Officials Detail Dire Impacts from Hurricane Ian, Call for More Assistance

A flooded street is seen in downtown as Hurricane Ian makes landfall in southwestern Florida, in Fort Myers, Florida, U.S. September 28, 2022. REUTERS/Marco Bello
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The bridge leading from Fort Myers to Pine Island, Fla., is heavily damaged in the aftermath of Hurricane Ian, Saturday, Oct. 1, 2022. Due to the damage, the island can only be reached by boat or air. (AP Photo/Gerald Herbert)

Wash.DC- Local, state and federal officials painted a dire description of Hurricane Ian’s impacts during appearances on the Sunday morning talk shows, with many of them calling for more federal assistance.

Sen. Marco Rubio (R-Fla.), Sen. Rick Scott (R-Fla.), Federal Emergency Management Agency (FEMA) Administrator Deanne Criswell and Fort Myers, Fla., Mayor Kevin Anderson, all of whom surveyed damage from Ian, told hosts that the storm caused widespread flooding and property damage across the state as hundreds of thousands remain without power.

“I don’t think it has a comparison, not for Florida,” Rubio told co-anchor Jonathan Karl on ABC’s “This Week.”

“There are entire communities — Fort Myers Beach no longer exists,” Rubio said. “I mean, it’ll have to be rebuilt. It’ll be something different. It was a slice of old Florida that you can’t recapture. Sanibel’s basically flattened.”

Ian made landfall near Fort Myers on Wednesday afternoon as a Category 4 storm, bringing destructive winds and an extraordinary storm surge that some have estimated may have reached 18 feet at its peak.

At least 47 Floridians died from the hurricane, and the death toll has continued to climb as officials pursue the recovery effort. Florida Gov. Ron DeSantis’s (R) office said on Saturday afternoon that first responders so far have made more than 1,100 rescues.

“I know we worry a lot about the direct impacts from the storm itself if it’s making landfall, but we see so many more injuries and sometimes more fatalities after the storm because there are so many dangers out there,” Criswell told “Fox News Sunday” anchor Shannon Bream.

“What I can say is people need to stay vigilant right now,” Criswell continued. “Standing water brings with it all kinds of hazards.”

As officials continue assessing the wreckage, Florida’s two senators said they support congressional funding to aid the recovery, which would go beyond President Biden’s approval of Florida’s emergency and major disaster declarations that freed up federal resources.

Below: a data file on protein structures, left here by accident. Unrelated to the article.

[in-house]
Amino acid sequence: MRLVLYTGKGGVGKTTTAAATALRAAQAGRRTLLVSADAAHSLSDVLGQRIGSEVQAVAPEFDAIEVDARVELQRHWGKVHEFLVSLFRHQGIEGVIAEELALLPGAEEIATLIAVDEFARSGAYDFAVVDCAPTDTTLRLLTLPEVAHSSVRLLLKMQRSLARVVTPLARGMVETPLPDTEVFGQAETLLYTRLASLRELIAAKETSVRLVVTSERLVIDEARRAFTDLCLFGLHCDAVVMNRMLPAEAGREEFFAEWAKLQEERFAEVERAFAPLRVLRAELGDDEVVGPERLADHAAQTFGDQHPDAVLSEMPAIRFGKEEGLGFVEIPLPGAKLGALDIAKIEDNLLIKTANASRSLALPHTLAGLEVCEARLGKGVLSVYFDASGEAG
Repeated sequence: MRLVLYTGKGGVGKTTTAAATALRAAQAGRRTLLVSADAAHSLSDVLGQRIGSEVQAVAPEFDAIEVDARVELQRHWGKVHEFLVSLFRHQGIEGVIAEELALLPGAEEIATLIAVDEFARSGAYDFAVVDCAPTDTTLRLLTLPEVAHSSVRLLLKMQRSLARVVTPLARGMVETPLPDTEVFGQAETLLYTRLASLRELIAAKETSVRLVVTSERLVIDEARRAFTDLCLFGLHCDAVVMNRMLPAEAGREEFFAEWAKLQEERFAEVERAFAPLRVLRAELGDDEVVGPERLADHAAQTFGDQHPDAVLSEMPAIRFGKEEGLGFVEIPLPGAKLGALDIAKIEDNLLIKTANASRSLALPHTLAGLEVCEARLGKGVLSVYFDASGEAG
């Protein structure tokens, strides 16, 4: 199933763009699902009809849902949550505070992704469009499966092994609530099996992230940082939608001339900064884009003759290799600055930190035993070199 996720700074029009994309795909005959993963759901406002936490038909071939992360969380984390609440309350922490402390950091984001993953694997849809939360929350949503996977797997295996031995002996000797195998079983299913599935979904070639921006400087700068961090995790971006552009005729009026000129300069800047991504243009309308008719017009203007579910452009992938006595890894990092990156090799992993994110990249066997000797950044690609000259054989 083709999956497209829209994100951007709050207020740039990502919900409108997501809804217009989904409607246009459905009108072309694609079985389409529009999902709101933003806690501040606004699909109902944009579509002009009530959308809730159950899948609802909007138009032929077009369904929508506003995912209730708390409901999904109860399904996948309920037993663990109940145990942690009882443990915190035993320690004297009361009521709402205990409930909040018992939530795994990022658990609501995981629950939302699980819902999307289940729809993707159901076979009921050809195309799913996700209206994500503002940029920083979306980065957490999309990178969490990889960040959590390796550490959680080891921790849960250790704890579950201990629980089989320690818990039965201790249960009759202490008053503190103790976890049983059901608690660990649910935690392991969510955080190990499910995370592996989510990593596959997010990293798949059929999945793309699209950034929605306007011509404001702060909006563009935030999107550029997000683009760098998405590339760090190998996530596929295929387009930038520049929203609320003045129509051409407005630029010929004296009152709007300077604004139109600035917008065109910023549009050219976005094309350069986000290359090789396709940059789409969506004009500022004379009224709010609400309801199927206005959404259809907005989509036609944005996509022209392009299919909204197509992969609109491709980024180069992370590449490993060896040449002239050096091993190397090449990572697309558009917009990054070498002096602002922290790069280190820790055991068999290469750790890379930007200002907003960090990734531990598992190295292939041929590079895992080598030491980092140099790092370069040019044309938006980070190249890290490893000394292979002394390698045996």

But on CNN’s “State of the Union,” co-anchor Dana Bash pressed Rubio on why he didn’t vote for a relief bill in early 2013 following Hurricane Sandy, which devastated parts of New York and New Jersey.

Rubio claimed that bill had multiple provisions funding projects unrelated to the storm, although Bash rebuked some of the senator’s examples.

The Florida Republican went on to say he believes an Ian relief bill should have no “pet projects” for other lawmakers.

“I will fight against it having pork in it,” Rubio said. “That’s the key. We shouldn’t have that in there, because it undermines the ability to come back and do this in the future.”

Both Rubio and Scott appeared open to supporting a relief bill even if the funding was not offset to have a net-zero effect on the federal budget.

“Everything you do, you’d love it to be paid for,” Scott said on CBS’s “Face the Nation.” “But we’ve made commitments, and we’re going to help our families, our businesses, our states and local governments, and as federal government, we need to do our job.”

The news anchors also asked officials whether it makes sense to rebuild destroyed communities in low-lying areas near water given climate change and regular hurricanes in the region.

But many officials seemed reluctant to abandon the communities, touting new building regulations and other strategies to mitigate the impacts of future storms.

“You have to make tough decisions when you rebuild,” North Carolina Gov. Roy Cooper (D), whose state was hit by Ian, told NBC “Meet the Press” moderator Chuck Todd.

“We’ve had two 500-year floods within 23 months of each other,” Cooper continued. “And we know that that’s not true anymore. We know that these areas are vulnerable. So what we’re doing is making sure that we are using strategies like elevation and even buyouts.”

Criswell, the FEMA administrator, said rebuilding decisions should be up to individuals, and she urged them to understand the risks and purchase flood insurance.

“We need to make sure that we have strong building codes because we have risks all over,” she told moderator Margaret Brennan on “Face the Nation.”

“We’ve seen damage inland in the state, and we need to have building codes that can make sure that our properties can withstand the impacts that we’re seeing from these severe weather events,” Criswell added.

Brennan later in the show asked Anderson, the mayor of Fort Myers, if the city needs to pull back development near the water. The hurricane made landfall near the city, and Anderson’s county faced some of the worst human and property losses.

“No, we have good building codes,” Anderson responded. “As I said, the newer homes, they withstood the storm. So as people tear down and build new, they’ll be subjected to the newer, tougher building codes. And in future storms, they should be able to weather it a lot better.”

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